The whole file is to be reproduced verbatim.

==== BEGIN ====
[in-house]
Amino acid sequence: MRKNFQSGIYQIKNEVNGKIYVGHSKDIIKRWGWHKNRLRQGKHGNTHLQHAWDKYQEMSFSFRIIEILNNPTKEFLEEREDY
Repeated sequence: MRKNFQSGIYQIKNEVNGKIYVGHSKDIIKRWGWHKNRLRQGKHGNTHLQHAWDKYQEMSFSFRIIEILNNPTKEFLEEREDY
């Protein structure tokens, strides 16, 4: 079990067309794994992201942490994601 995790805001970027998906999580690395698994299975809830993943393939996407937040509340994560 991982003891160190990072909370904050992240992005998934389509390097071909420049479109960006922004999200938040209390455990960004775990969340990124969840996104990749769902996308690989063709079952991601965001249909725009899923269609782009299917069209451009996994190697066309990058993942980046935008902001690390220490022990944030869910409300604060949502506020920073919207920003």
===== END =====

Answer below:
[in-house]
Amino acid sequence: MRKNFQSGIYQIKNEVNGKIYVGHSKDIIKRWGWHKNRLRQGKHGNTHLQHAWDKYQEMSFSFRIIEILNNPTKEFLEEREDY
Repeated sequence: MRKNFQSGIYQIKNEVNGKIYVGHSKDIIKRWGWHKNRLRQGKHGNTHLQHAWDKYQEMSFSFRIIEILNNPTKEFLEEREDY
């Protein structure tokens, strides 16, 4: 079990067309794994992201942490994601 995790805001970027998906999580690395698994299975809830993943393939996407937040509340994560 991982003891160190990072909370904050992240992005998934389509390097071909420049479109960006922004999200938040209390455990960004775990969340990124969840996104990749769902996308690989063709079952991601965001249909725009899923269609782009299917069209451009996994190697066309990058993942980046935008902001690390220490022990944030869910409300604060949502506020920073919207920003």